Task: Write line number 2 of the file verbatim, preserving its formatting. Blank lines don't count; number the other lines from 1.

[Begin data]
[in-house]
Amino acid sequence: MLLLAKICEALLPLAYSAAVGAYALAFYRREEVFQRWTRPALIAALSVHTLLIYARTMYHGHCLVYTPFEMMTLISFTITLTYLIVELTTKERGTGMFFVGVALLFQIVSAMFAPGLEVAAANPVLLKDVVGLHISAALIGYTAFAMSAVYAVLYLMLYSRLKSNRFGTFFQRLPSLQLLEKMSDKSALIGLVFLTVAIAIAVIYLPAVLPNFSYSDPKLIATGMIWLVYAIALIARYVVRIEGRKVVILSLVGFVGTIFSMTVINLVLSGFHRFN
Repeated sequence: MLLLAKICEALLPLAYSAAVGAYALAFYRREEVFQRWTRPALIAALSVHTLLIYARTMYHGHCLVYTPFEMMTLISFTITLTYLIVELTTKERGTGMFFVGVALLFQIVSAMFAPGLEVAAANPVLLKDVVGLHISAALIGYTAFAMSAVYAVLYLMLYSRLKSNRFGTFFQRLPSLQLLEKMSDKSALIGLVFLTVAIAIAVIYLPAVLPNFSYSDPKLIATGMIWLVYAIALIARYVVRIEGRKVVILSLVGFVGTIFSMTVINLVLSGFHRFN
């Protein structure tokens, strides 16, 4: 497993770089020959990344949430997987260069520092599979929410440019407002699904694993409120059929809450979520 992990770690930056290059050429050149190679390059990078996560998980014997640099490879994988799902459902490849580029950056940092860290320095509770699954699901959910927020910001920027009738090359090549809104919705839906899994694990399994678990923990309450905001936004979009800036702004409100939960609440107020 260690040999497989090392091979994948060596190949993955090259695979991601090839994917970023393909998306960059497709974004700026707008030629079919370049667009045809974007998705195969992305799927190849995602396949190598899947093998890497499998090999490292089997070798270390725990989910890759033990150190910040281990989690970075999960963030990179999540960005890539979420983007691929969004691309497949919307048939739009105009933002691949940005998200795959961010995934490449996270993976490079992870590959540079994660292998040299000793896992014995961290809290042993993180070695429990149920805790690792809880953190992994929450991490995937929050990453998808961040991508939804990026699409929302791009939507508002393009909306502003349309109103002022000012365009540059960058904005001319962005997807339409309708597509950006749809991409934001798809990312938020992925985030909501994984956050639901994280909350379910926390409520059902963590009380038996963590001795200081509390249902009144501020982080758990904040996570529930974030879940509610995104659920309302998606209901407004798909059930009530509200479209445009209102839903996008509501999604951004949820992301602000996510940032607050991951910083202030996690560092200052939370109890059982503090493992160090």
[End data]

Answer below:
Amino acid sequence: MLLLAKICEALLPLAYSAAVGAYALAFYRREEVFQRWTRPALIAALSVHTLLIYARTMYHGHCLVYTPFEMMTLISFTITLTYLIVELTTKERGTGMFFVGVALLFQIVSAMFAPGLEVAAANPVLLKDVVGLHISAALIGYTAFAMSAVYAVLYLMLYSRLKSNRFGTFFQRLPSLQLLEKMSDKSALIGLVFLTVAIAIAVIYLPAVLPNFSYSDPKLIATGMIWLVYAIALIARYVVRIEGRKVVILSLVGFVGTIFSMTVINLVLSGFHRFN